• Entry type: Person
  • Entry ID: AWE1918

Melville, Gertrude Mary

(1884 – 1959)
  • Nationality Australian
  • Born 7 October, 1884, Port Macquarie New South Wales Australia
  • Died 21 August, 1959, Sydney New South Wales Australia
  • Occupation Housewife, Politician


A tireless worker for the rights of women, children and ‘the little people’, Gertrude Melville became known as the ‘grand old lady of the Labor Party’. She was their candidate in the New South Wales Legislative Assembly Elections for the Eastern Suburbs in 1925 and for Hurstville in 1932 (Federal Labor party). Gertrude Melville was finally elected to parliament as a Member Legislative Council in 1952 to 1958. Prior to her attempts to enter parliament, she was Alderman in the Cabramatta-Canley Vale Municipal Council from 1944 to 1948, including a period as Mayor (1945-48).


Gertrude Melville was educated at St Peter’s Convent Surry Hills, Sydney. She married Arthur Melville, in Sydney on 2 December 1903 and they had five sons. She died in 1959. Her portrait by Miriam MacRae is held by the NSW Legislative Council.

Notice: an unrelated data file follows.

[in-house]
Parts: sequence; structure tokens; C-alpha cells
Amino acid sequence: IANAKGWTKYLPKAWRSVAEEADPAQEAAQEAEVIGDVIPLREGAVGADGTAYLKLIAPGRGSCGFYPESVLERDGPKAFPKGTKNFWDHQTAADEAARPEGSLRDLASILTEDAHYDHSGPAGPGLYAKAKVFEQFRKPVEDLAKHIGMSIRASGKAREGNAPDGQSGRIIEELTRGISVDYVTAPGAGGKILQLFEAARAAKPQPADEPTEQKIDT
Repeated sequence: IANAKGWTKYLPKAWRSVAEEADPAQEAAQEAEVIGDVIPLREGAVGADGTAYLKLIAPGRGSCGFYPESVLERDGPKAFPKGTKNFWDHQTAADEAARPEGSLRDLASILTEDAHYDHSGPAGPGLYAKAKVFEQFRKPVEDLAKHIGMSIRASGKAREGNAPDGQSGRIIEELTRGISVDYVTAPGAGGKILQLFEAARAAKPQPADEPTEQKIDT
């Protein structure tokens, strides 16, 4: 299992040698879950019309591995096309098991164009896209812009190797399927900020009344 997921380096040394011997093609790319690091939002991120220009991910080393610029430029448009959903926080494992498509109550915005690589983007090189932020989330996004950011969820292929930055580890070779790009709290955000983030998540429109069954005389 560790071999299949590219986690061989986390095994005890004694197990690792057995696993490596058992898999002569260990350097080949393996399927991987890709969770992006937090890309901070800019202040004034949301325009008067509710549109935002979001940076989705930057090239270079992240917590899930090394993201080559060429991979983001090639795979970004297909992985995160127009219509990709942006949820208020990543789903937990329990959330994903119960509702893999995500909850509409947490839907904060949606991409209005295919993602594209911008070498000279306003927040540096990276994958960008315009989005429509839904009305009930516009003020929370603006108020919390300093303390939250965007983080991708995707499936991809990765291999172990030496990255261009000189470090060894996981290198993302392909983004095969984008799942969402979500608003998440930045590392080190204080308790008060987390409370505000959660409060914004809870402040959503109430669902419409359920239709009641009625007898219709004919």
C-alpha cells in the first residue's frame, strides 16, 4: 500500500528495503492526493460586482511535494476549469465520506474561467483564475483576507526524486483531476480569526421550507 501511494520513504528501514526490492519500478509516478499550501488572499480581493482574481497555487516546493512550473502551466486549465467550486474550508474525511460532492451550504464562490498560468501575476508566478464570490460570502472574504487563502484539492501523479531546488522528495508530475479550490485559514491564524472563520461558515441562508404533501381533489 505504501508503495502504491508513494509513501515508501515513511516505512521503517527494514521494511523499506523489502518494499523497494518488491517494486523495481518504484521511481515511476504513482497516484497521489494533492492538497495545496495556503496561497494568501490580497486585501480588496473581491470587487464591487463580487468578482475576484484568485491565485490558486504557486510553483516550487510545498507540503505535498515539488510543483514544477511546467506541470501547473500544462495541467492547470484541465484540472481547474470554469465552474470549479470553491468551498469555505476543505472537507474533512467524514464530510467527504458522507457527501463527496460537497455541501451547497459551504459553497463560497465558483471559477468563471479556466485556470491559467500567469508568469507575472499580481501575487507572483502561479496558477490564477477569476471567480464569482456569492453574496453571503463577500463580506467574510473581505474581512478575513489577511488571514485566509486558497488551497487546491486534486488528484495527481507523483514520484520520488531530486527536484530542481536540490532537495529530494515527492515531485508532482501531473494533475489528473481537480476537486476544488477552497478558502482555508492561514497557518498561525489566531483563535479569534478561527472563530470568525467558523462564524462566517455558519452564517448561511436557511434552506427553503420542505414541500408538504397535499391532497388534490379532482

Gertrude joined the Labor Party in 1904 and was a member of Central Executive 1922-26, and 1950-52. She was president of ALP Central Women’s Organising Committee 1947-52. Child endowment in NSW is said to have originated from a motion she moved at her local branch, Randwick, in 1918. She ran unsuccessfully against Millicent Preston Stanley [please link] in 1925. Gertrude Melville joined Federal Labor after the Lang split and campaigned against Lang in 1932 election. She said that Lang’s withholding of the payment of child endowment and widows’ pensions made her decide to contest the seat of Hurstville in 1932. Later she opposed the industrial groups in the Labor upheavals of the 1950s.

She was elected by both houses to fill a casual vacancy in the Legislative Council in 1952, under the reconstructed constitution (1934-78). She served one term. In 1958 she was involved in a public controversy about police corruption.


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